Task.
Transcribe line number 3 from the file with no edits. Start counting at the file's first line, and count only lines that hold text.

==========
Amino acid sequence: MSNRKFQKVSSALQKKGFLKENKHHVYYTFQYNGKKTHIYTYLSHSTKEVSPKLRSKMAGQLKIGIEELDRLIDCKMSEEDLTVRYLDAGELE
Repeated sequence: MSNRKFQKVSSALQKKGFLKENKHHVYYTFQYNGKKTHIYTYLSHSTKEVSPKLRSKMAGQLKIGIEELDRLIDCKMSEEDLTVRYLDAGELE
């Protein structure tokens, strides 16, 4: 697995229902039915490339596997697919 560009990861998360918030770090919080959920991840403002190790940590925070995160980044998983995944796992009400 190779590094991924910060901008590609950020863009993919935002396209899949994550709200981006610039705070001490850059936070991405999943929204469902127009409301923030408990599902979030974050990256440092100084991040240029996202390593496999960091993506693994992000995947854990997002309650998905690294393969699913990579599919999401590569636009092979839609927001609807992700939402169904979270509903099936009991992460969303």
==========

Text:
């Protein structure tokens, strides 16, 4: 697995229902039915490339596997697919 560009990861998360918030770090919080959920991840403002190790940590925070995160980044998983995944796992009400 190779590094991924910060901008590609950020863009993919935002396209899949994550709200981006610039705070001490850059936070991405999943929204469902127009409301923030408990599902979030974050990256440092100084991040240029996202390593496999960091993506693994992000995947854990997002309650998905690294393969699913990579599919999401590569636009092979839609927001609807992700939402169904979270509903099936009991992460969303």